Now having an import like import foo from "Foo" the compiler will check if there is a package Foo, e.g. node_modules\Foo\index.js if one is available, even if it does not have a .d.ts file along with it, no error will be reported. the type of the imports will be any.

And what about relatively referenced JS modules? import Blah from './blah.js';

In this case, Blah ends up as "type Blah" and TS tries its best to infer the shape of the exported object from blah.js, which in my case, was wrong (it only identified some of the properties on the object - others get errors of property key does not exist on value of type Blah). Hence, Blah is NOT of type any! I have to do (Blah as any).method() to get it to work.

I would think many would be hitting this issue mixing TS and JS. We're using an ejected create-react-app with TS support added to the webpack config via ts-loader. I expected it to just work without fuss, sadly not the case.

Longer explanation with code sample: http://stackoverflow.com/questions/43954320/es6-import-of-relative-path-js-module-type-not-fully-inferred-how-to-declare

@andy-ms

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andy-ms commented May 13, 2017

Hi @lvpro, if the file does not come from node_modules it is presumed to be your own code, so TypeScript will infer types. As I see it you have 2 options:

  • Quick fix: disable all inference for that file by adding blah.d.ts containing:
declare const blah: any;
export default blah;
  • Add enough info for TS to infer the existence of those methods (if not the parameter/return types). You could add this to the constructor:
/** @type {Function} */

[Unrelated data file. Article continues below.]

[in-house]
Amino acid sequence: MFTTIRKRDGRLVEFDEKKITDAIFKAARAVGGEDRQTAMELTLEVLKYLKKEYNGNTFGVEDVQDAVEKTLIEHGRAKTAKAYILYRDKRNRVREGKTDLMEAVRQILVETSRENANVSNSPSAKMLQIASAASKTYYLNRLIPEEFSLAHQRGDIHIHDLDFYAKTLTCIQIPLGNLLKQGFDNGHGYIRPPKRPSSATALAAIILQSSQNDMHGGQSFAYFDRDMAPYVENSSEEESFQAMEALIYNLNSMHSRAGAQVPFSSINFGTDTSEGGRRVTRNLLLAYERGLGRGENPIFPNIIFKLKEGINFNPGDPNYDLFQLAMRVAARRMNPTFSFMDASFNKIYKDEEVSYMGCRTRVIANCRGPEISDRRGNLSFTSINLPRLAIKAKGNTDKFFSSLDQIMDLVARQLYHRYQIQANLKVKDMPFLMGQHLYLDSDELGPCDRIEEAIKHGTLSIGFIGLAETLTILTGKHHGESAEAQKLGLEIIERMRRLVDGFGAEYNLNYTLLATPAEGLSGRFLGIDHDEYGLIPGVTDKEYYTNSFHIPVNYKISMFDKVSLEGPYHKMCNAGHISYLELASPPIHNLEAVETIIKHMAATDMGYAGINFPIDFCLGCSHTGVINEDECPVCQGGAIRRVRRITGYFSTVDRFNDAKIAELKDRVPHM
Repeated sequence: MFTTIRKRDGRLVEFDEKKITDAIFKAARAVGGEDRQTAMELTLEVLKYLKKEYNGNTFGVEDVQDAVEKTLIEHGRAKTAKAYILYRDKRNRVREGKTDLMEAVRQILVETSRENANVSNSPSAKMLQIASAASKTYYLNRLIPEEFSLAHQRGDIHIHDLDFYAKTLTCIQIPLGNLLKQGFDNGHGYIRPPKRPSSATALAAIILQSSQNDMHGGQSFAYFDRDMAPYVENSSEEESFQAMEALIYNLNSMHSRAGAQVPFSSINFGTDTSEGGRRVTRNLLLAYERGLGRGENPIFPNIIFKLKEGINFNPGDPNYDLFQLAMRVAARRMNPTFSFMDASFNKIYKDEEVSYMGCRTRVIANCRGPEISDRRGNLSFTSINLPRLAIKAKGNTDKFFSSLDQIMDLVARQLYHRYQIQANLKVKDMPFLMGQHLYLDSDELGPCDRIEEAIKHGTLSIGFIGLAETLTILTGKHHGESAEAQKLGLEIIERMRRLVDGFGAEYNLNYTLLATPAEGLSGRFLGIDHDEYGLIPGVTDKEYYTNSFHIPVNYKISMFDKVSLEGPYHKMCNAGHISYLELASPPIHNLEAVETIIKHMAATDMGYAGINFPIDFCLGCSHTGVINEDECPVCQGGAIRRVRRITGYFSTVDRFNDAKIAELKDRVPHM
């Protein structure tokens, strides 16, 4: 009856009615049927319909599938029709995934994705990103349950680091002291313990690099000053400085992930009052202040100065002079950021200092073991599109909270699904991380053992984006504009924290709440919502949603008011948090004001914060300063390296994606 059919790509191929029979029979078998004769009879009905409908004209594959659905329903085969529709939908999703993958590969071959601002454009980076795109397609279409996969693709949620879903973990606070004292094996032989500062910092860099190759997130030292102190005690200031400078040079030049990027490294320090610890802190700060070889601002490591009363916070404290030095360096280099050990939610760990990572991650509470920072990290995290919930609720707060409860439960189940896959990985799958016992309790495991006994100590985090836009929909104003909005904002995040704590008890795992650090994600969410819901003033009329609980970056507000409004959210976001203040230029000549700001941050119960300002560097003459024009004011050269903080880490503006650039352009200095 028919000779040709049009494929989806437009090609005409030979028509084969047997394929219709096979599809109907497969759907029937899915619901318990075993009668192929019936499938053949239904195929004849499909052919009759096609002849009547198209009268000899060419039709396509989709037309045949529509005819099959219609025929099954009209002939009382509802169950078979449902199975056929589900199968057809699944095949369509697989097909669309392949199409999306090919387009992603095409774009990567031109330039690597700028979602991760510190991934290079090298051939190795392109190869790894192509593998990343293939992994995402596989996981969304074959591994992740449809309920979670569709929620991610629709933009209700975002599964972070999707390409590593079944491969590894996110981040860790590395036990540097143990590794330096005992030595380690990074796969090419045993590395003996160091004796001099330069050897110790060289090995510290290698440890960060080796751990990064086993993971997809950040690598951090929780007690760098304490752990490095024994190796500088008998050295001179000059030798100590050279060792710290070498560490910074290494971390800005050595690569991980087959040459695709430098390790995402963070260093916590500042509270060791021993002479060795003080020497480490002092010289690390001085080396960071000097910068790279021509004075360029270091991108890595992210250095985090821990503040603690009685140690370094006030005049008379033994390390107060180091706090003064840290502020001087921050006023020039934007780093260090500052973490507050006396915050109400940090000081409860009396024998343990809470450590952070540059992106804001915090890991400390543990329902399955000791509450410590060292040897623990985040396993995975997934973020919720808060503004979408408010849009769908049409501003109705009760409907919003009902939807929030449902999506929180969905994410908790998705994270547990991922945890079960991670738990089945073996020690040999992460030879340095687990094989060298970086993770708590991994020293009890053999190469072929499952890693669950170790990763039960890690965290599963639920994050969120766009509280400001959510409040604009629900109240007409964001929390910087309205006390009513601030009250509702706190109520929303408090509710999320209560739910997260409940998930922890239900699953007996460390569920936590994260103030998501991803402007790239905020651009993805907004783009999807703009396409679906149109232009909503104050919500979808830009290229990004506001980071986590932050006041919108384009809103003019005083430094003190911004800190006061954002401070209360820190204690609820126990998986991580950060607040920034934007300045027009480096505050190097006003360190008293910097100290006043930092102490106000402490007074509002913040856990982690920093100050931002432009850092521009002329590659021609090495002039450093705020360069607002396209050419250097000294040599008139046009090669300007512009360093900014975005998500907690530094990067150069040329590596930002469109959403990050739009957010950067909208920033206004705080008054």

this.get = this.post = this.put = this.delete = undefined;

And you will now get these methods in autocomplete, although you won't get signature help.

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andy-ms commented May 13, 2017

The first suggestion would go in its own file, not in a declare module.

@lvpro

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lvpro commented May 13, 2017

Does quick fix 1 only work if blah.d.ts is in the same location as blah.js? It does work, but my team may not want .d.ts files polluting their code directories (we're slowly using Typescript on new areas of the system, 95% of it is an ES6 codebase).

@mhegazy

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mhegazy commented May 13, 2017

Does quick fix 1 only work if blah.d.ts is in the same location as blah.js?

If you import the module with its name (i.e. import d from "foo";) and not with a relative path (i.e. import d from "./foo";) then you can either 1. put the .d.ts next to the .js, 2. put it somewhere else, and add a path mapping, or 3. add it to a folder, e.g. ./types/foo/index.d.ts and add ./types to your typeRoots in the tsconfig.json.

if it is a relative import, then you need to put the .d.ts next to the .js

@lvpro

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lvpro commented May 13, 2017

So in instances where one imports relatively (this would be especially common in a create-react-app codebase), it seems these are the options;

  1. Hope the TS compiler can infer your JS right
  2. If it doesn't, you have these options:
  • (blah as any).method() on every use of the import
  • add a new variable to your .ts such as const blahAny: any = blah;
  • add a .d.ts to the same location as the .js, which may not be desirable or appreciated by the owners of that location.

I wish we could opt-in to having the same behavior as modules within node_modules, wherein if a typing is not found, the module could default to type any. I saw someone suggest import blah: any from './blah.js', which would be clean and simple syntax specifying the programmer's intent.

@andy-ms

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andy-ms commented May 16, 2017

One thing you could do is use an untyped re-export:

// ts-module.ts
import foo from "./js-module";
export default foo as any;

Then import from ts-module.ts instead.
You could also use this to give a better type than any without touching the JS.